whisky Highland Park
Is there such a thing as a whisky terroir? steve reels visits Highland Park in Orkney to find out
"Ilike it best when it’s stormy, but with breaks in the clouds,” says Jim Blackburn, my guide on a tour of Orkney’s Mainland and its acclaimed whisky distillery, Highland Park. From where I stand, looking out over the Cliffs of Yesnaby, it’s not so hard to imagine crashing stormy weather, spume and howling winds, but today it’s calm and sunny and, looking around me, I think I’ve seldom seen a land so ruggedly beautiful.
Orkney is an archipelago of some 70 islands off the northeast coast of Scotland (“Mainland” is simply the name of the largest island) lying on a latitude comparable to Anchorage, Hudson Bay and the stem of Kamchatka, yet it seldom falls below 2 degrees c in winter or rises above 16 in summer. It’s this mild climate, says Blackburn, that’s one of the factors contributing to Highland Park’s pre-eminence in the spirit world. “We call it cool maturation,” he says. “We’re almost in the Arctic circle here, but it’s never too hot, never too cold, so we get a nice long, even maturation in the casks.”
There are practically no trees on the island. It’s buffeted by winds blowing in from the north Sea and the Atlantic Ocean, and where the land isn’t given over to cattle, sheep and other ungulates it’s dominated by peat moor and heather. All these seemingly incidental physical elements – a sort of terroir, if you like – contribute to the distinctive traits of Highland Park whisky.
The first record of Highland Park dates to 1798 when Magnus Eunson, a smuggler who worked in a church by day, set up a still at High Park in Orkney’s capital, Kirkwall – though Orkney lore has it that he was operating illicit stills long before then. The distillery now, with its greybrown stonework, ancient raftered rooms and cobbled alleys, resembles something out of Dickens – and it’s true that Highland Park is one of just a handful of Scottish whisky-makers that still does traditional maltings, in which the drying barley is turned by hand on the malting floor. “We do two days in steep tanks,” says Distillery Manager Marie Stanton when I visit one of the two malting floors, “and five to seven days on the malting floor.”
As we watch, two men are clearing the malted barley from the floor, using broom-like wooden pushers and something that resembles an inverted steel cow-catcher. I’m too late to see the actual turning of the barley, a labour-intensive chore done every eight hours with a large wooden shovel, but I am allowed to open the furnace door underneath the malting floor and to handle the peat which, when burnt to dry the barley above, imparts to Highland Park whisky its characteristic mellow smokiness.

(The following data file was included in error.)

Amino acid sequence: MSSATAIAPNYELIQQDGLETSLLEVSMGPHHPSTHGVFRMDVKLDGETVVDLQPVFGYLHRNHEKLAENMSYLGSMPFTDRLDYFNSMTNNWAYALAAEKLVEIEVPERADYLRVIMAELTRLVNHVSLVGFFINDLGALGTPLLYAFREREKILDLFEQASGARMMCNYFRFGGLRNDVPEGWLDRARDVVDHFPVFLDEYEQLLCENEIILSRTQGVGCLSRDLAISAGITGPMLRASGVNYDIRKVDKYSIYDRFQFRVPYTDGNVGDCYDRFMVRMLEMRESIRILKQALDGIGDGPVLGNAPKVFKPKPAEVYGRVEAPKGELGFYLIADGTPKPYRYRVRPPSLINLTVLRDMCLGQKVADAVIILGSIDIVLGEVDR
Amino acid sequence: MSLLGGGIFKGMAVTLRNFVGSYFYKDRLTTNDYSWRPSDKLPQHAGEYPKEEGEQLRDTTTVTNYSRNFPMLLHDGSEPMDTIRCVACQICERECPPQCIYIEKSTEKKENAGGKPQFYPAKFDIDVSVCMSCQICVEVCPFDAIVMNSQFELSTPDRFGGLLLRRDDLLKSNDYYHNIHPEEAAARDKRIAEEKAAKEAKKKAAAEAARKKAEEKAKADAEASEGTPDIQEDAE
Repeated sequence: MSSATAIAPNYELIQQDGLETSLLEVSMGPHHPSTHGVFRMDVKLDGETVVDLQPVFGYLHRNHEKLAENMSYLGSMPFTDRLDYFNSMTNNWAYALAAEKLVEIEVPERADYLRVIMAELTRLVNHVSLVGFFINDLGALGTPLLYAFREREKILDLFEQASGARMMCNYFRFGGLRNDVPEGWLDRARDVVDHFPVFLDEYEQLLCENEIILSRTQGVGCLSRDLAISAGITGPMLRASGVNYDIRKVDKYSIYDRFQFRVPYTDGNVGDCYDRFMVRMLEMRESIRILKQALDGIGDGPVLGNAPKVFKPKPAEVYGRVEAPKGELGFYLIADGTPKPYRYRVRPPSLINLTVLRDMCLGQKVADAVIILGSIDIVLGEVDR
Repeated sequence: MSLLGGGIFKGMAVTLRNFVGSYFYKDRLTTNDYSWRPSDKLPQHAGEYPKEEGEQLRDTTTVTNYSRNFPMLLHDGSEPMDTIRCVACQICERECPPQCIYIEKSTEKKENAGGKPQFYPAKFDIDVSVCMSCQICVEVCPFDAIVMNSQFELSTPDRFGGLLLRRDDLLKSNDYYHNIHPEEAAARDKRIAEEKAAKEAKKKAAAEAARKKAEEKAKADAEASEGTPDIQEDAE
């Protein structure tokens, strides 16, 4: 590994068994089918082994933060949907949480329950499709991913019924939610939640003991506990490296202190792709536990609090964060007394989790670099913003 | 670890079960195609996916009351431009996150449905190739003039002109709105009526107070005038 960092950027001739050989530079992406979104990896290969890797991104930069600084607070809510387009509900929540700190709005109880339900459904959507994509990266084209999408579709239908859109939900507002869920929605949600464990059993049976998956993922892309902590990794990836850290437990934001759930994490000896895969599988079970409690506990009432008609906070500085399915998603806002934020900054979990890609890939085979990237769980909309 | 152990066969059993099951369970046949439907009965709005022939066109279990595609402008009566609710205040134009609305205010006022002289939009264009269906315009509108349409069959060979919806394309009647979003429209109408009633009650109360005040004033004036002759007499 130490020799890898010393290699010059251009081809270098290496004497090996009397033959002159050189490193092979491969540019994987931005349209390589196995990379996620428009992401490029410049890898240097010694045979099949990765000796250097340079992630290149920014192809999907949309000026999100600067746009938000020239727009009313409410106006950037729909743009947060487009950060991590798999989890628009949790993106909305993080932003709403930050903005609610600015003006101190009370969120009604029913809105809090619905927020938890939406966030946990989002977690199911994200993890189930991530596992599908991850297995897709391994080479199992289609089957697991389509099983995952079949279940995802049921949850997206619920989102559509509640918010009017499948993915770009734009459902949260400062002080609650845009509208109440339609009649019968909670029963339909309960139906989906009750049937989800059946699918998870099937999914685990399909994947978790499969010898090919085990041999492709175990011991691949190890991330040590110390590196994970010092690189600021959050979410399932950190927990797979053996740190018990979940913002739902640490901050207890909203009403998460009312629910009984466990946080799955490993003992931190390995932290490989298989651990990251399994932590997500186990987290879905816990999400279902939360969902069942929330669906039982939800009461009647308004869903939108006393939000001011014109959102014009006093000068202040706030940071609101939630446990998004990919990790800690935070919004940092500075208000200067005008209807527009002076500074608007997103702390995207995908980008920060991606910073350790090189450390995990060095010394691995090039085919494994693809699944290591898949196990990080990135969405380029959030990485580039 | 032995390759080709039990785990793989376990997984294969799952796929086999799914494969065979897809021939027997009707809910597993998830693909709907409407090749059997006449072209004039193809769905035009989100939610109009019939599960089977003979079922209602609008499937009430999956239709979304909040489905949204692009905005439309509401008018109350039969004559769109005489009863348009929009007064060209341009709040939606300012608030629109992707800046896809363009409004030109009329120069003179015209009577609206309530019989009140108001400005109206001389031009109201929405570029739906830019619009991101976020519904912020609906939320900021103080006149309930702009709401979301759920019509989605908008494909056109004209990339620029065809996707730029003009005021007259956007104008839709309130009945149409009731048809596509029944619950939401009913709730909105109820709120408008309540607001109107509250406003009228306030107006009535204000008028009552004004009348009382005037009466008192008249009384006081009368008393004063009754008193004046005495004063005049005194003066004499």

I’m amazed and at the same time inordinately pleased to see the furnace instructions – “peat 9 hours, coke 20:00” – chalked roughly on the blackpainted metal door of the peat storeroom next to the furnace. no hightech, computer-controlled sophistication here, at this most awarded of distilleries. The “Honours” section of the Highland Park website simply
“We’re limited by the amount of peat we can cut. We’re the only people on Orkney who can still cut peat”
shows a list of awards in reverse chronology – all linearly set out, running from one line to the next – so preposterously long that the reader continues scrolling only to see if it ends (it does, in 2005).
How does the distillery handle the increase in demand for Scotch whisky in recent years, and are there any plans to expand, I ask. “The limiting factor is the peat,” replies Stanton. “We’re limited by the amount of peat we can cut. We’re the only people on Orkney who can still cut peat, and we keep our peat for Highland Park. There are no plans for expansion.”
That peat, a sort of time capsule of compacted vegetative matter and mud that develops at the rate of a metre every thousand years, is cut from Hobbister Moor, just a few kilometres from the distillery. Why is Highland Park so much smoother and more aromatic than other peated whiskies, particularly some of those from Islay?
Islay peat is gorse-based,” Stanton explains. “Ours is heather, which forms a peat with a unique profile, quite unlike Islay.” She goes on to explain that the other major peats used in making scotch whisky, Saint Fergus in northeastern Scotland (wood) and Tomintoul in Speyside (sphagnum moss), are dominated by plant material that produces a different smoke and thus a different malt.
Later, as the tour moves from the distillery toward the Cliffs of Yesnaby, we stop off at Hobbister Moor. I examine the clods of cut peat drying in the sun. There’s a shovel nearby. I take it and turn the clods, grinning. I feel close to the soul of whisky.
FrOM LEFT: DrIED PEaT CLOD; TurnInG BarLEy By HanD On THE MaLTInG FLOOr; rOLLInG CaSKS aT THE DISTILLEry